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Most individuals considering a career in medicine are well aware of the dedication, focus, and commitment to academics that is necessary not only to gain admission to medical school but also to function as a competent physician.

Here are the top six habits to form in undergrad in preparation for success in medical school.

1. Develop strong study habits.

Developing strong, efficient study habits early on is crucial to succeeding in medical school and beyond. Most students find that the intensity of coursework in medical school is substantially greater than in the undergraduate years, often equated to “drinking out of a firehose.” For this reason, it is paramount to develop strong study skills as an undergraduate and to do one’s best to master the undergraduate courses. Having a strong premedical academic background will set one up for success in medical school. The undergraduate years are the ideal time to develop study skills and methods that work best for you. Some people find studying alone in a library cubicle to be most effective, others enjoy sitting outdoors or listening to music, whereas some individuals prefer working with a study group; the bottom line is to try and find a method that is successful for you. Having the skills to study efficiently is essential for success in medicine.

2. Gain standardized test taking experience.

For many students, the Medical College Admissions Test (MCAT) is a dreaded hurdle necessary to gain admission to medical school. While studying for this exam can be grueling, it does serve a valuable purpose. While one will not necessarily utilize the Krebs cycle or solve physics cases regularly as a physician, the idea of studying intensely for a larger, standardized exam is quite beneficial. There are several standardized national board exams, known as the USMLE Step exams, that students must take and pass in order to graduate medical school and become a licensed physician. Passing and scoring well on the USMLE Step exams are also an important component of successfully matching into a residency program. Therefore, following a strict study schedule, completing practice exams, familiarizing oneself with long hours studying, and getting used to succeeding on standardized exams such as the MCAT will be highly beneficial for succeeding on future medical licensing exams.

3. Ask questions.

It has been said that no question is a bad question. During the undergraduate years, take control of your education. If you struggle with a particular topic, perform poorly on an exam, or are falling behind, know when to ask for help. Reach out to classmates to form a study group, hire a tutor, meet with a teaching assistant, or ask a professor for extra assistance. There is certainly no fault in asking for help! In fact, the students who are most successful academically are often the ones who go the extra mile and take the initiative to improve their knowledge. In medical school, the academic pace is quite rapid, and it can be easy to fall behind, quickly. Therefore, recognizing when you are struggling, and taking steps to improve, is a crucial skill to foster.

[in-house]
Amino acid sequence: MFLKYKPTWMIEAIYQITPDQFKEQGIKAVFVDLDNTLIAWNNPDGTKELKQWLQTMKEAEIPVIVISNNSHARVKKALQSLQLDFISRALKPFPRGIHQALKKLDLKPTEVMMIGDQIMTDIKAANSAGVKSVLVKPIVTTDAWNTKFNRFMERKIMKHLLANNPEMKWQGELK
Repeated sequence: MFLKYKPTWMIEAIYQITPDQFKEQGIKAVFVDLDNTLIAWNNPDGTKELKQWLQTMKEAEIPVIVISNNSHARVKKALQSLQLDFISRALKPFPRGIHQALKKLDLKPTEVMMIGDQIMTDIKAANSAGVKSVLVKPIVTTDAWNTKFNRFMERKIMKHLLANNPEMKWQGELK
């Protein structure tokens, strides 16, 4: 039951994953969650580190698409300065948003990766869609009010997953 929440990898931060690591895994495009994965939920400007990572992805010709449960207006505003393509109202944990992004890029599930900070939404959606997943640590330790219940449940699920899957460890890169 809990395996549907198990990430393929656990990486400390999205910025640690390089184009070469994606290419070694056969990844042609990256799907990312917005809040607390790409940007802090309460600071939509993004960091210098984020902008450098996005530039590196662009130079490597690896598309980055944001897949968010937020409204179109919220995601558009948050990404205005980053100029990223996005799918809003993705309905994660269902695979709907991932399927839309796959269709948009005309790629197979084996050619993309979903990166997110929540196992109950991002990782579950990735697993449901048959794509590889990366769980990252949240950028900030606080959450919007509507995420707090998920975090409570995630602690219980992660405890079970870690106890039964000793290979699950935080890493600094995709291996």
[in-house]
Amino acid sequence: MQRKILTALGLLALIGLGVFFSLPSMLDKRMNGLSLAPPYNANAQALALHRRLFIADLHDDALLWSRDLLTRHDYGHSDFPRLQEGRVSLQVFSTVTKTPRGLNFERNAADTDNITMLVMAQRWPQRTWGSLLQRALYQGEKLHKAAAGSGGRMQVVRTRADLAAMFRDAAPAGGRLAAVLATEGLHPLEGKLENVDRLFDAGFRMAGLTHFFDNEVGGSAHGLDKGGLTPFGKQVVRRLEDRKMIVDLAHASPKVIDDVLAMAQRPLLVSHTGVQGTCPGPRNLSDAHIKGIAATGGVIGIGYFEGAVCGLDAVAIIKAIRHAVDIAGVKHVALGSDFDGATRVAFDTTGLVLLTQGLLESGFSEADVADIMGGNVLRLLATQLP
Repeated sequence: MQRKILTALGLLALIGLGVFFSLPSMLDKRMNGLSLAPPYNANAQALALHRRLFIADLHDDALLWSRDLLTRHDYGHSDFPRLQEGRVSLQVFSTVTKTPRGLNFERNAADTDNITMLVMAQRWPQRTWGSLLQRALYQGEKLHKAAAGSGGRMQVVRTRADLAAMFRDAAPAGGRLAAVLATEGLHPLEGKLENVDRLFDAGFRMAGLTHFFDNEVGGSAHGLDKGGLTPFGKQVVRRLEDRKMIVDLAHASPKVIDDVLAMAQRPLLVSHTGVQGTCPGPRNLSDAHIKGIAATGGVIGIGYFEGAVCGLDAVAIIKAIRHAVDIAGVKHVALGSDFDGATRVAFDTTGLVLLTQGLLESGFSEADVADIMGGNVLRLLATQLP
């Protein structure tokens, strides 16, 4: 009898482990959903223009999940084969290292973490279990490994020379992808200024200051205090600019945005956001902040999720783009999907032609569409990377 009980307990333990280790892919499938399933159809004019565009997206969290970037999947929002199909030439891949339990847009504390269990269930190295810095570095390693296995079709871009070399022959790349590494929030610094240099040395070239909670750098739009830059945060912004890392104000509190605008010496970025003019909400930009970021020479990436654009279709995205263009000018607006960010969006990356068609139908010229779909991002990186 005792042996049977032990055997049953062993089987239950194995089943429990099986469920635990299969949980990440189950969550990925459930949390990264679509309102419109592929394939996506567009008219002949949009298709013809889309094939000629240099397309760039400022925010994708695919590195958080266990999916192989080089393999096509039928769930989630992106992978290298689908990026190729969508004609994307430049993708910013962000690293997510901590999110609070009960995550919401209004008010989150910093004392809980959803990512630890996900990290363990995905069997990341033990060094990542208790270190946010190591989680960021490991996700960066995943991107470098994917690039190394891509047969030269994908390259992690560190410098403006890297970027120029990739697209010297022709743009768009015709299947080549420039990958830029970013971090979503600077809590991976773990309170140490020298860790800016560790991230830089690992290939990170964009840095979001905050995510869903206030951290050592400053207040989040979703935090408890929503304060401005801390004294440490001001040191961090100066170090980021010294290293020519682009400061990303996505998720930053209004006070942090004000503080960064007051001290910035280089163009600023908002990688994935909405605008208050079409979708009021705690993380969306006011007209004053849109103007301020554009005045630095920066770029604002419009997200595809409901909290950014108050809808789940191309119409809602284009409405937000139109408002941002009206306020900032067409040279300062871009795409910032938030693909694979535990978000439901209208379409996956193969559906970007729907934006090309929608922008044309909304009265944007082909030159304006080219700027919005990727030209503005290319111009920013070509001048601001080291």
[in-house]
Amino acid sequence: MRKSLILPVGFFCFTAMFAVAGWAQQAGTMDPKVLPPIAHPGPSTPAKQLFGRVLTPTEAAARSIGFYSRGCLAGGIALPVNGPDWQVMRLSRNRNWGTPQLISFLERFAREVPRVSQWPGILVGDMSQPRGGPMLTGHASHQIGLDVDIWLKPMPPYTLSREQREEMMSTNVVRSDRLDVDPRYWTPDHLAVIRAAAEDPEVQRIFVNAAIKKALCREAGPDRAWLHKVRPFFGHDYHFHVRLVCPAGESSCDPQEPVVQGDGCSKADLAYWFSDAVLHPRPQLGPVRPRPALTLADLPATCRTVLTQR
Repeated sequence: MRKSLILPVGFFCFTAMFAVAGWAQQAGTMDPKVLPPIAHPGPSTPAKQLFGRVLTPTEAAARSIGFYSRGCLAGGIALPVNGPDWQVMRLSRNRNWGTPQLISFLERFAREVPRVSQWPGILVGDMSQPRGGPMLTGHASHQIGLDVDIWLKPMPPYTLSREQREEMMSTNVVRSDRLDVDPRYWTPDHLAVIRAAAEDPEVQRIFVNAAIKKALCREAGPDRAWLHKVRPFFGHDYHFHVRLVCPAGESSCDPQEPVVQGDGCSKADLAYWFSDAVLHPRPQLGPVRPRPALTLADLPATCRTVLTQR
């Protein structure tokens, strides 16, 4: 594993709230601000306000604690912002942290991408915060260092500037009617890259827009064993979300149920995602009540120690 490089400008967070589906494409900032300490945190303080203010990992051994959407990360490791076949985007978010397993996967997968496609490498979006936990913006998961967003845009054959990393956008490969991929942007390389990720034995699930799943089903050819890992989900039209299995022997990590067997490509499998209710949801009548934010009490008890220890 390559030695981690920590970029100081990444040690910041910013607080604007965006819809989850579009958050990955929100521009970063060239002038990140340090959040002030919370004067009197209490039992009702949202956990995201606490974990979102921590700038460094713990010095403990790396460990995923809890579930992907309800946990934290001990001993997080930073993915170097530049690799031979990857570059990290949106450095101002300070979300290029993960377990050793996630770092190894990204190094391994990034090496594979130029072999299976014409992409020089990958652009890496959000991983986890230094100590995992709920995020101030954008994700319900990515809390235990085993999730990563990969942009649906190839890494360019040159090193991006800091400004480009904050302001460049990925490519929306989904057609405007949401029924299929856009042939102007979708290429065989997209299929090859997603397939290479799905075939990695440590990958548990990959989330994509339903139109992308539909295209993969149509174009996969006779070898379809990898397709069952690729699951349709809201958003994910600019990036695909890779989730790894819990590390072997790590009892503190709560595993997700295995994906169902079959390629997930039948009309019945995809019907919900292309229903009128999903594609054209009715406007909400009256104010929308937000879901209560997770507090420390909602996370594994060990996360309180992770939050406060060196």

4. Foster collegial relationships.

Medicine is not a profession practiced in isolation. During medical school, residency, and as a practicing physician, one will constantly interact with other physicians and colleagues. Learning to work well as a team and form strong relationships with other students is essential to a career in medicine.

5. Maintain interests outside of school.

The path to becoming a physician can at times be overwhelming and stressful. Having an outlet for stress relief and relaxation is essential. Practicing efficient time management skills during the undergraduate years is very helpful. Balancing study time with outside interests such as work, student organizations or sports involvement, family commitments, and personal relationships is a strong skill to develop prior to beginning medical school.

6. Practice wellness.

Burnout is not uncommon among medical students and physicians. Learning to incorporate physical, mental, emotional, and spiritual wellness into one’s daily life is vital early on. During the undergraduate years, find ways to practice wellness regularly. Whether you enjoy yoga or meditation, physical exercise such as running, watching a movie, or taking a walk, practicing wellness is important for everyone. When medical school becomes overwhelming, remembering to maintain your overall wellness is essential to minimizing stress, staying healthy, and succeeding academically. 

 

Want more pre-med tips? Get advice for diving into the med school application pool and read our top 5 tips for a smooth transition to medical school.

And if you need help prepping for med school admissions, we are here to help!

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Justine Falcone

Justine Falcone

Justine graduated Summa Cum Laude and co-valedictorian from Rollins College before pursuing an MD from the University of Florida. She is currently a PGY-2 in Emergency Medicine. Justine scored 245 on the USMLE Step 1 and 255 on the Step 2 examinations. She scored 80 or above on five of her NBME shelf exams during her clerkship years.
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